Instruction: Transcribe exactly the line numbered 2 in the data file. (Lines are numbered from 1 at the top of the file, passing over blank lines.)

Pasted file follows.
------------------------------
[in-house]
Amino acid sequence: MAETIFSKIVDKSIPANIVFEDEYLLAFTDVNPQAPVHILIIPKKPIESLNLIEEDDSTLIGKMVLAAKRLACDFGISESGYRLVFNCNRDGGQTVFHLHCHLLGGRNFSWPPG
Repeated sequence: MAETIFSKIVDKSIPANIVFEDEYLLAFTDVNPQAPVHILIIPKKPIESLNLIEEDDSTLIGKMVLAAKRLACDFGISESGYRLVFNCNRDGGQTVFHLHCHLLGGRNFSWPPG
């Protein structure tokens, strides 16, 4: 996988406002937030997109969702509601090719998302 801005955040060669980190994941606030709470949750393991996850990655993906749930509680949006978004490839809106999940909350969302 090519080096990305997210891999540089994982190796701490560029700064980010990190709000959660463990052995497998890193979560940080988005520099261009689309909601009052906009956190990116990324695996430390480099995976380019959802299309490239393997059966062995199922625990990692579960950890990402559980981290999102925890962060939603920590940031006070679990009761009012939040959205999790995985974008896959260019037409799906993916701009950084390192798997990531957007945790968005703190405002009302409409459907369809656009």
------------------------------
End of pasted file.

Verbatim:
Amino acid sequence: MAETIFSKIVDKSIPANIVFEDEYLLAFTDVNPQAPVHILIIPKKPIESLNLIEEDDSTLIGKMVLAAKRLACDFGISESGYRLVFNCNRDGGQTVFHLHCHLLGGRNFSWPPG